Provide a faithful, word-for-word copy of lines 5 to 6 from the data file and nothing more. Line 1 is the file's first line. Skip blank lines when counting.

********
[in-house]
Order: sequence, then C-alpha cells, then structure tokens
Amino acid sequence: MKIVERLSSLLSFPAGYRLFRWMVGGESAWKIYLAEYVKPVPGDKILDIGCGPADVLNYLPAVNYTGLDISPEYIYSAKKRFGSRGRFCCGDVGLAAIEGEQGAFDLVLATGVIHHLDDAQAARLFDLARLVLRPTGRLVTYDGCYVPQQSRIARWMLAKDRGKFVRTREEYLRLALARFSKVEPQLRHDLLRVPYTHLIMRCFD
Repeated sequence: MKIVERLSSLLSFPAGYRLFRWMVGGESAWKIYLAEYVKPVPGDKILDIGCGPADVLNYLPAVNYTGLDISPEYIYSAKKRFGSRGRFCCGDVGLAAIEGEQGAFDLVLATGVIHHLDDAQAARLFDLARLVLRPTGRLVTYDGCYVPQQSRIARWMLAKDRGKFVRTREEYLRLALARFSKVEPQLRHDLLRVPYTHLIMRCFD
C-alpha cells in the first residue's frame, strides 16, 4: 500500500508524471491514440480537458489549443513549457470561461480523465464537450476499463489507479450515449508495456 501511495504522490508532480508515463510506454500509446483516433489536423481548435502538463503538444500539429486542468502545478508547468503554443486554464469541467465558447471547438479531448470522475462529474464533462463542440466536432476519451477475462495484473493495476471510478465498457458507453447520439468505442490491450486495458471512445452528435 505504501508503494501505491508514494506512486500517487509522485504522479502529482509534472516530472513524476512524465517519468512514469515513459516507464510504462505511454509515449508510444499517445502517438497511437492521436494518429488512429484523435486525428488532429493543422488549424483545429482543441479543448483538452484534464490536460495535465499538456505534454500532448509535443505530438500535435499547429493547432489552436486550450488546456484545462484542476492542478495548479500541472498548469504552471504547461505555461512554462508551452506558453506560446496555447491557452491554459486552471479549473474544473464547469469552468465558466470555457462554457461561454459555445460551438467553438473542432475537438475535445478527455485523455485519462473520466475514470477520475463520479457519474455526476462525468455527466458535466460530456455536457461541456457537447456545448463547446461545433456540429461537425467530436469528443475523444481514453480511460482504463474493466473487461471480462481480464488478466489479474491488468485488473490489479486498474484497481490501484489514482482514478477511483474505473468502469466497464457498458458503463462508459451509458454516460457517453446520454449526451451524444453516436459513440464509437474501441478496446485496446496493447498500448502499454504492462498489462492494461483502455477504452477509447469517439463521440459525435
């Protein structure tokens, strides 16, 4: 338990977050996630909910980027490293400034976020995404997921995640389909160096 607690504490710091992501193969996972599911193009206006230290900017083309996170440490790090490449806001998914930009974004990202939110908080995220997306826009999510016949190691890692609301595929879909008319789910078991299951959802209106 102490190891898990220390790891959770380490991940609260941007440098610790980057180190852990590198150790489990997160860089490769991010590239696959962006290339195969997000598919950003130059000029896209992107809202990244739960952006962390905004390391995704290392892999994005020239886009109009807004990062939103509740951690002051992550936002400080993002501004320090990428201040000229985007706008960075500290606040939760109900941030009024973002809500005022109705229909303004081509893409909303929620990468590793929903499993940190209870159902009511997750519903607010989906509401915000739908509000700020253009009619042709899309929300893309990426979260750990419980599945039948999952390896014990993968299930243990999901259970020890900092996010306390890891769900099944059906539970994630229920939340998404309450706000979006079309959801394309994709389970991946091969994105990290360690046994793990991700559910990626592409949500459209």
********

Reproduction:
C-alpha cells in the first residue's frame, strides 16, 4: 500500500508524471491514440480537458489549443513549457470561461480523465464537450476499463489507479450515449508495456 501511495504522490508532480508515463510506454500509446483516433489536423481548435502538463503538444500539429486542468502545478508547468503554443486554464469541467465558447471547438479531448470522475462529474464533462463542440466536432476519451477475462495484473493495476471510478465498457458507453447520439468505442490491450486495458471512445452528435 505504501508503494501505491508514494506512486500517487509522485504522479502529482509534472516530472513524476512524465517519468512514469515513459516507464510504462505511454509515449508510444499517445502517438497511437492521436494518429488512429484523435486525428488532429493543422488549424483545429482543441479543448483538452484534464490536460495535465499538456505534454500532448509535443505530438500535435499547429493547432489552436486550450488546456484545462484542476492542478495548479500541472498548469504552471504547461505555461512554462508551452506558453506560446496555447491557452491554459486552471479549473474544473464547469469552468465558466470555457462554457461561454459555445460551438467553438473542432475537438475535445478527455485523455485519462473520466475514470477520475463520479457519474455526476462525468455527466458535466460530456455536457461541456457537447456545448463547446461545433456540429461537425467530436469528443475523444481514453480511460482504463474493466473487461471480462481480464488478466489479474491488468485488473490489479486498474484497481490501484489514482482514478477511483474505473468502469466497464457498458458503463462508459451509458454516460457517453446520454449526451451524444453516436459513440464509437474501441478496446485496446496493447498500448502499454504492462498489462492494461483502455477504452477509447469517439463521440459525435
């Protein structure tokens, strides 16, 4: 338990977050996630909910980027490293400034976020995404997921995640389909160096 607690504490710091992501193969996972599911193009206006230290900017083309996170440490790090490449806001998914930009974004990202939110908080995220997306826009999510016949190691890692609301595929879909008319789910078991299951959802209106 102490190891898990220390790891959770380490991940609260941007440098610790980057180190852990590198150790489990997160860089490769991010590239696959962006290339195969997000598919950003130059000029896209992107809202990244739960952006962390905004390391995704290392892999994005020239886009109009807004990062939103509740951690002051992550936002400080993002501004320090990428201040000229985007706008960075500290606040939760109900941030009024973002809500005022109705229909303004081509893409909303929620990468590793929903499993940190209870159902009511997750519903607010989906509401915000739908509000700020253009009619042709899309929300893309990426979260750990419980599945039948999952390896014990993968299930243990999901259970020890900092996010306390890891769900099944059906539970994630229920939340998404309450706000979006079309959801394309994709389970991946091969994105990290360690046994793990991700559910990626592409949500459209």